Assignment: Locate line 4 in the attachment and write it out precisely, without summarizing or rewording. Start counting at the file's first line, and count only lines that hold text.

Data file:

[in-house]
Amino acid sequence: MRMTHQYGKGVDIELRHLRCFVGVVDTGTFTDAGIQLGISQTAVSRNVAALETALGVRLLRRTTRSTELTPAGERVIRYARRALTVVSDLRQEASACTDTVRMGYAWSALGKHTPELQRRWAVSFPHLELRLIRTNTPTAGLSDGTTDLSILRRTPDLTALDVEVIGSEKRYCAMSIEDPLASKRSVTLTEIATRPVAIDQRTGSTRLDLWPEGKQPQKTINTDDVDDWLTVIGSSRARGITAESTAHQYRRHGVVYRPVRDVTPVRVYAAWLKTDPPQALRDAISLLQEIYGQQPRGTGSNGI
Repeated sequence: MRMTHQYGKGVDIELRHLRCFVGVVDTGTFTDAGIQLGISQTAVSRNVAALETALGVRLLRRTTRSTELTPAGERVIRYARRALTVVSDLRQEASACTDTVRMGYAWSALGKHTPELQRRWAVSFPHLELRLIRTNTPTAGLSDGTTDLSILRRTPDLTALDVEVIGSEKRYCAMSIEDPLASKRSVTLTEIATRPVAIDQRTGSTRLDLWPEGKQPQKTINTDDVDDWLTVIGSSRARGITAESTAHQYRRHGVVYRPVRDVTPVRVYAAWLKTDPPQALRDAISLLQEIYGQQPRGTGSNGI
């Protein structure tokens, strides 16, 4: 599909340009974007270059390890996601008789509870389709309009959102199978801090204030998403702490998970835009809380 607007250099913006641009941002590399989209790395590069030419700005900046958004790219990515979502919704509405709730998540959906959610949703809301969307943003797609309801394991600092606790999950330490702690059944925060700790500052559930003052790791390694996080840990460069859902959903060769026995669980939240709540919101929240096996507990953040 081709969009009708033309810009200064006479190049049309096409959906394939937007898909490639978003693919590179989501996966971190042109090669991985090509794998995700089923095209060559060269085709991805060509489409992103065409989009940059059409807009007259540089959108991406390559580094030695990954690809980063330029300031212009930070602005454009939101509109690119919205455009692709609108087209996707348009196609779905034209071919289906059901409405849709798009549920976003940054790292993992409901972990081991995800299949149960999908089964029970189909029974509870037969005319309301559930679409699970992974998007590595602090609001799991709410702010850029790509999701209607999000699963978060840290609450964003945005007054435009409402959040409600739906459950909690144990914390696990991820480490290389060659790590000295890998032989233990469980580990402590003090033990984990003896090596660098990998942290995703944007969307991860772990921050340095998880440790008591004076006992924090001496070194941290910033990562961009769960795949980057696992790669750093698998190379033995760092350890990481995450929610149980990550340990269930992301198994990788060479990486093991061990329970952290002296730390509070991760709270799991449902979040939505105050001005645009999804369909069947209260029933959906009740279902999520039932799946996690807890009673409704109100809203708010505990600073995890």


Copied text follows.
């Protein structure tokens, strides 16, 4: 599909340009974007270059390890996601008789509870389709309009959102199978801090204030998403702490998970835009809380 607007250099913006641009941002590399989209790395590069030419700005900046958004790219990515979502919704509405709730998540959906959610949703809301969307943003797609309801394991600092606790999950330490702690059944925060700790500052559930003052790791390694996080840990460069859902959903060769026995669980939240709540919101929240096996507990953040 081709969009009708033309810009200064006479190049049309096409959906394939937007898909490639978003693919590179989501996966971190042109090669991985090509794998995700089923095209060559060269085709991805060509489409992103065409989009940059059409807009007259540089959108991406390559580094030695990954690809980063330029300031212009930070602005454009939101509109690119919205455009692709609108087209996707348009196609779905034209071919289906059901409405849709798009549920976003940054790292993992409901972990081991995800299949149960999908089964029970189909029974509870037969005319309301559930679409699970992974998007590595602090609001799991709410702010850029790509999701209607999000699963978060840290609450964003945005007054435009409402959040409600739906459950909690144990914390696990991820480490290389060659790590000295890998032989233990469980580990402590003090033990984990003896090596660098990998942290995703944007969307991860772990921050340095998880440790008591004076006992924090001496070194941290910033990562961009769960795949980057696992790669750093698998190379033995760092350890990481995450929610149980990550340990269930992301198994990788060479990486093991061990329970952290002296730390509070991760709270799991449902979040939505105050001005645009999804369909069947209260029933959906009740279902999520039932799946996690807890009673409704109100809203708010505990600073995890």